Find the diary, break the curse, step through The Looking Glass!
Fifteen-year-old Alice Montgomery wakes up in the lobby of the B&B where she has been vacationing with her family to a startling discovery: no one can see or hear her. The cheap desk lights have been replaced with gas lamps and the linoleum floor with hardwood and rich Oriental carpeting. Someone has replaced the artwork with eerie paintings of Elizabeth Blackwell, the insane actress and rumored witch who killed herself at the hotel in the 1880s. Alice watches from behind the looking glass where she is haunted by Elizabeth Blackwell. Trapped in the 19th-century version of the hotel, Alice must figure out a way to break Elizabeth’s curse—with the help of Elizabeth's old diary and Tony, the son of a ghost hunter who is investigating the haunted B&B— before she becomes the inn's next victim.
Thank you, Mrs. Jessica Arnold
Why a retelling? How far from the original story a retelling can go?
I like to call The Looking Glass an ‘untelling.’ A strict retelling attempts to shine new light on an old story; an untelling takes one or several elements from a well-known story, but doesn't try to mimic the original plot or even theme. For stories like Alice in Wonderland, which has already been retold to death, untellings are a way to build on a story instead of just remaking it. If stories are Lego buildings, a retelling takes all the pieces apart, then reassembles them. An untelling takes the pieces apart, grabs a few, and then adds in a whole bucket full of other pieces.
Why an untelling and not a retelling? Because I like to have ALL THE LEGOS.
The way I see it, there's so much incredible literature out there that it would be a shame not to build on it. I didn't conceive of this story as an Alice in Wonderland retelling, but because Alice in Wonderland offered the perfect framework for what I wanted to do, I grabbed those Legos and never looked back.
What do you think about our day fantasy/paranormal young adult literature and where do you think The Looking Glass fits?
The nice thing about YA paranormal/fantasy literature is that it's a wide, WIDE field. There's a tremendous amount of variety, and that allows authors a lot of freedom. That said, The Looking Glass is a bit of an oddball book. It's a bottle story—meaning it takes place in a small, constricted area with a small cast of characters over a short period of time. Most of the epically popular YA hits right now are enormous stories with wide scopes, long timelines, and tons of characters. I'm honestly not sure how most YA readers will react to the very different style of story that I'm telling, but I'm excited to find out!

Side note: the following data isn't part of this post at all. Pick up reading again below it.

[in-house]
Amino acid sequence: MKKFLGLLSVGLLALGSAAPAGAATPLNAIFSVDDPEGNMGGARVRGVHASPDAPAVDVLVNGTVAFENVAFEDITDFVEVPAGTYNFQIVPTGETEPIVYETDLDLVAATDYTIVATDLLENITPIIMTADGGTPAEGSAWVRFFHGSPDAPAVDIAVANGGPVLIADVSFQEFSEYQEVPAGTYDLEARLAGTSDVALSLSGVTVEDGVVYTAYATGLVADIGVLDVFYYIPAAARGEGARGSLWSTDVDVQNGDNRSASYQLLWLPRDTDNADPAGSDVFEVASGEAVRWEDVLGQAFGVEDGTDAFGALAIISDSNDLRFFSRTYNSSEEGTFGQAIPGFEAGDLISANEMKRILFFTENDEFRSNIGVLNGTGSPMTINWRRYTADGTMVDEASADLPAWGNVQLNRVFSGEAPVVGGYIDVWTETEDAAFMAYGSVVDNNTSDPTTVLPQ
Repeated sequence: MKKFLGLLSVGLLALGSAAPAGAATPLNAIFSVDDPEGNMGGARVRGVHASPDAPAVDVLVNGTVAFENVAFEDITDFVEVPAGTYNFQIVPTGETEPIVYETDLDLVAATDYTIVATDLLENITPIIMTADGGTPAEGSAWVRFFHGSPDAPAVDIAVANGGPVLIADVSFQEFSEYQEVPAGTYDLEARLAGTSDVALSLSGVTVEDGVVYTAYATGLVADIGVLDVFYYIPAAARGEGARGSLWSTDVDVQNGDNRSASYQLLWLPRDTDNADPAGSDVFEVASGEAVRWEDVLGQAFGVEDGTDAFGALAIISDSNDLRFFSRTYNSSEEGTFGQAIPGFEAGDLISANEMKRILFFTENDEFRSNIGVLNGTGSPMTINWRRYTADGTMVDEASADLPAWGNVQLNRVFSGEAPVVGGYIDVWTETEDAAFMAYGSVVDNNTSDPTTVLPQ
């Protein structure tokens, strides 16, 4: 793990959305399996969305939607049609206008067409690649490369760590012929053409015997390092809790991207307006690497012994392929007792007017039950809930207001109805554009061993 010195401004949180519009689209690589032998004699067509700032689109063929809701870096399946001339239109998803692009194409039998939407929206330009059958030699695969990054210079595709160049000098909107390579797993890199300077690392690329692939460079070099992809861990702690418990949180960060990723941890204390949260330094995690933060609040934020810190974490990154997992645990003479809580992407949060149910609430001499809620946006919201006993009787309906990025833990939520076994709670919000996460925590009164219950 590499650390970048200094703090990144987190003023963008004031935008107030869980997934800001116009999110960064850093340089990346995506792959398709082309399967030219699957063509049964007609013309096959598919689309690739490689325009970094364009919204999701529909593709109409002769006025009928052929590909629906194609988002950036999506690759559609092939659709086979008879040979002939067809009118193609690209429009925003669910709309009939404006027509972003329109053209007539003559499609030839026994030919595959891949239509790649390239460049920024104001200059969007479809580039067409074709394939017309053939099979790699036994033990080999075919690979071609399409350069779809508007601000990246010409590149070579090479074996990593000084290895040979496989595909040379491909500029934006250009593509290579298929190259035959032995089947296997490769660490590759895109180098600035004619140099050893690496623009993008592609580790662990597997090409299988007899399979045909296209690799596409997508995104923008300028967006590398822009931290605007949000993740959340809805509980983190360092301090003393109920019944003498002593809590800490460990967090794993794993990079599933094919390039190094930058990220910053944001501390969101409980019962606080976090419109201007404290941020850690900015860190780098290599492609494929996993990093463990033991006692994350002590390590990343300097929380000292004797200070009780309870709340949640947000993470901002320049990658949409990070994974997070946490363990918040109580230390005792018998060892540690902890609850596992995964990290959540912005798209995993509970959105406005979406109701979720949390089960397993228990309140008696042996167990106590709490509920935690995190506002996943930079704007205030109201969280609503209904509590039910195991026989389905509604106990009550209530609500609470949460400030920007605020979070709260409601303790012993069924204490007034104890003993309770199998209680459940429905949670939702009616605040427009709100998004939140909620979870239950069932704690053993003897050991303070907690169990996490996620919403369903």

The Looking Glass has a beautiful cover. Many say that the cover doesn’t matter. How and on what criteria did you choose this cover?
The cover IS amazing! Thankfully I didn’t have much to do with the actual design. My publisher asked me how I imagined my cover, and I came up with something about mirrors and glass and … probably not the most illustrative ideas. When I received a mock-up of this design, I immediately loved it. (I actually teared up. Who knew covers could be so emotional?) I think of the cover as the starting scene of the book—Alice unconscious in the pool, just fallen under the curse that puts her life in jeopardy. Because covers do matter a ton (they attract the right readers and set the mood for the whole story), I was worried I would end up with one I wasn’t happy with. But I’m fortunate to have one I adore.
I read your article “So You Got Your First Bad Review” and I must say that Mythical Books believe that art cannot be measured. My question is what do you think about all those book rating systems? What are their purpose, their advantages and disadvantages?
I think Mythical Books has exactly the right attitude! Truly art’s value can’t be determined by one person or even by a group of people! But I believe ratings can help readers decide which books they might enjoy. The most useful ratings are the ones in which readers don’t just rank a book, but also explain what they expected and then elaborate on how their expectations were or weren’t met. Because reading (and art!) is such a personal thing, by recognizing that we come into stories with different perspectives, we’re able to share the ways we enjoyed and didn’t enjoy stories in a safe way. And it’s all those unique viewpoints that make discussing literature such a rich experience.
You play a lot of Scrabble. How important is the language/words used by a writer and how it should be?
Haha, I do love Scrabble (and all word games)! Before I answer this question, I have to confess that I’m a literature-loving English major and am totally biased on any language-based topic. That said … words are everything. Black and white television shows tell a great story, but what a difference color makes! In the same way, stories can be told with careless words. But when a writer has an awareness of language—of the undertones that each word carries—the reader’s experience is richer and fuller and more impactful. Good writing is clear, well plotted, and tells an interesting story. But when we read writing that is beautiful, the words reach not just our minds, but also our hearts.
About the author:
Jessica Arnold writes YA, codes ebooks, and is currently a graduate student in publishing at Emerson College in Boston. She spends most of her time in class or work or slogging through the homework swamp. If she has a spare moment, she’s always up for a round of Boggle. Given the opportunity, Jessica will pontificate at length on the virtues of the serial comma, when and where to use an en dash, and why the semicolon is the best punctuation mark pretty much ever.
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